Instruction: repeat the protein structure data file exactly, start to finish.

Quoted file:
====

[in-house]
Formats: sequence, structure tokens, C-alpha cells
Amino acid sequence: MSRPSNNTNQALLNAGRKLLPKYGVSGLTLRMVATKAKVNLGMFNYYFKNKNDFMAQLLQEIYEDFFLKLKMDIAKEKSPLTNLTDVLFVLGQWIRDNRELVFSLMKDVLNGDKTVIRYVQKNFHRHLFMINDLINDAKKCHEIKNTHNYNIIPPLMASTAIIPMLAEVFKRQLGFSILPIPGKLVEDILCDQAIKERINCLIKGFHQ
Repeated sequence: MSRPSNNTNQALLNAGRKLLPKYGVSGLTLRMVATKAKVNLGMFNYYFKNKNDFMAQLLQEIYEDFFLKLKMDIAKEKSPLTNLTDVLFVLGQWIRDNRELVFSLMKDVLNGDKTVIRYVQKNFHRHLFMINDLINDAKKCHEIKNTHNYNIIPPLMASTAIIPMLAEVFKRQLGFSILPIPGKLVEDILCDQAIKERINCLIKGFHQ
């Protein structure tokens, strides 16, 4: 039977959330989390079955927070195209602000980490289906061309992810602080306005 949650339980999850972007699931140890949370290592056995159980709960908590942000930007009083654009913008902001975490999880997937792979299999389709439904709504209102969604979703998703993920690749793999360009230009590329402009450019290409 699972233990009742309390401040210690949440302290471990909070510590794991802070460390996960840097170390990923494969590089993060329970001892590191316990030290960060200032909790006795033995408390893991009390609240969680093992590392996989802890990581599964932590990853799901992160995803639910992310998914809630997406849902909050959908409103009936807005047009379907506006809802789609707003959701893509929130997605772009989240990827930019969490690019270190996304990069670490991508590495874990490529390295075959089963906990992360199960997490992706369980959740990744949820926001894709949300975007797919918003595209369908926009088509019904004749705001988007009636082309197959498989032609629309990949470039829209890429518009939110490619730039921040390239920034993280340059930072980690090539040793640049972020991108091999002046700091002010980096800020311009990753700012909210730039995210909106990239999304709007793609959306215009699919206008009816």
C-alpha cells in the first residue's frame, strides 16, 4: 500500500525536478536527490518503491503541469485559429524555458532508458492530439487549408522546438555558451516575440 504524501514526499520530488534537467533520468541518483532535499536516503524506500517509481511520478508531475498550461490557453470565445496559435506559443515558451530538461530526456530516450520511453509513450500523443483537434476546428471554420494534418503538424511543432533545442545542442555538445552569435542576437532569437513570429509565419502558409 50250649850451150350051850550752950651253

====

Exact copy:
[in-house]
Formats: sequence, structure tokens, C-alpha cells
Amino acid sequence: MSRPSNNTNQALLNAGRKLLPKYGVSGLTLRMVATKAKVNLGMFNYYFKNKNDFMAQLLQEIYEDFFLKLKMDIAKEKSPLTNLTDVLFVLGQWIRDNRELVFSLMKDVLNGDKTVIRYVQKNFHRHLFMINDLINDAKKCHEIKNTHNYNIIPPLMASTAIIPMLAEVFKRQLGFSILPIPGKLVEDILCDQAIKERINCLIKGFHQ
Repeated sequence: MSRPSNNTNQALLNAGRKLLPKYGVSGLTLRMVATKAKVNLGMFNYYFKNKNDFMAQLLQEIYEDFFLKLKMDIAKEKSPLTNLTDVLFVLGQWIRDNRELVFSLMKDVLNGDKTVIRYVQKNFHRHLFMINDLINDAKKCHEIKNTHNYNIIPPLMASTAIIPMLAEVFKRQLGFSILPIPGKLVEDILCDQAIKERINCLIKGFHQ
């Protein structure tokens, strides 16, 4: 039977959330989390079955927070195209602000980490289906061309992810602080306005 949650339980999850972007699931140890949370290592056995159980709960908590942000930007009083654009913008902001975490999880997937792979299999389709439904709504209102969604979703998703993920690749793999360009230009590329402009450019290409 699972233990009742309390401040210690949440302290471990909070510590794991802070460390996960840097170390990923494969590089993060329970001892590191316990030290960060200032909790006795033995408390893991009390609240969680093992590392996989802890990581599964932590990853799901992160995803639910992310998914809630997406849902909050959908409103009936807005047009379907506006809802789609707003959701893509929130997605772009989240990827930019969490690019270190996304990069670490991508590495874990490529390295075959089963906990992360199960997490992706369980959740990744949820926001894709949300975007797919918003595209369908926009088509019904004749705001988007009636082309197959498989032609629309990949470039829209890429518009939110490619730039921040390239920034993280340059930072980690090539040793640049972020991108091999002046700091002010980096800020311009990753700012909210730039995210909106990239999304709007793609959306215009699919206008009816």
C-alpha cells in the first residue's frame, strides 16, 4: 500500500525536478536527490518503491503541469485559429524555458532508458492530439487549408522546438555558451516575440 504524501514526499520530488534537467533520468541518483532535499536516503524506500517509481511520478508531475498550461490557453470565445496559435506559443515558451530538461530526456530516450520511453509513450500523443483537434476546428471554420494534418503538424511543432533545442545542442555538445552569435542576437532569437513570429509565419502558409 50250649850451150350051850550752950651253